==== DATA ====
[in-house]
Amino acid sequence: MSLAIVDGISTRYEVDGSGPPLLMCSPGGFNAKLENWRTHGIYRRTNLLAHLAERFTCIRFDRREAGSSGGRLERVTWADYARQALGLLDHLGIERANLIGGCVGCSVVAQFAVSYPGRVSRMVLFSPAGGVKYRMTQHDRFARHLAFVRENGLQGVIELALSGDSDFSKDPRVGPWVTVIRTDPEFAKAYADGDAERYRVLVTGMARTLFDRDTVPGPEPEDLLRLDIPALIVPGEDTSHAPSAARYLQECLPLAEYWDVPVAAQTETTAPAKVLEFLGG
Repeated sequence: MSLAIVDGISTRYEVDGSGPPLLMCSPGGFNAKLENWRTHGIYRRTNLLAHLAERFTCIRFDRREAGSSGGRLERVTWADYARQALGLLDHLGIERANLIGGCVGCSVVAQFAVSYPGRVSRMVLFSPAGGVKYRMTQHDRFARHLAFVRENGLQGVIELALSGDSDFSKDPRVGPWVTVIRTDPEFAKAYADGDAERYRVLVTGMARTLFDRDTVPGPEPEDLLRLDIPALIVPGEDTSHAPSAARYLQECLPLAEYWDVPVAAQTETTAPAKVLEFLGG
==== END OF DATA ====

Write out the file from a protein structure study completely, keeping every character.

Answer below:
[in-house]
Amino acid sequence: MSLAIVDGISTRYEVDGSGPPLLMCSPGGFNAKLENWRTHGIYRRTNLLAHLAERFTCIRFDRREAGSSGGRLERVTWADYARQALGLLDHLGIERANLIGGCVGCSVVAQFAVSYPGRVSRMVLFSPAGGVKYRMTQHDRFARHLAFVRENGLQGVIELALSGDSDFSKDPRVGPWVTVIRTDPEFAKAYADGDAERYRVLVTGMARTLFDRDTVPGPEPEDLLRLDIPALIVPGEDTSHAPSAARYLQECLPLAEYWDVPVAAQTETTAPAKVLEFLGG
Repeated sequence: MSLAIVDGISTRYEVDGSGPPLLMCSPGGFNAKLENWRTHGIYRRTNLLAHLAERFTCIRFDRREAGSSGGRLERVTWADYARQALGLLDHLGIERANLIGGCVGCSVVAQFAVSYPGRVSRMVLFSPAGGVKYRMTQHDRFARHLAFVRENGLQGVIELALSGDSDFSKDPRVGPWVTVIRTDPEFAKAYADGDAERYRVLVTGMARTLFDRDTVPGPEPEDLLRLDIPALIVPGEDTSHAPSAARYLQECLPLAEYWDVPVAAQTETTAPAKVLEFLGG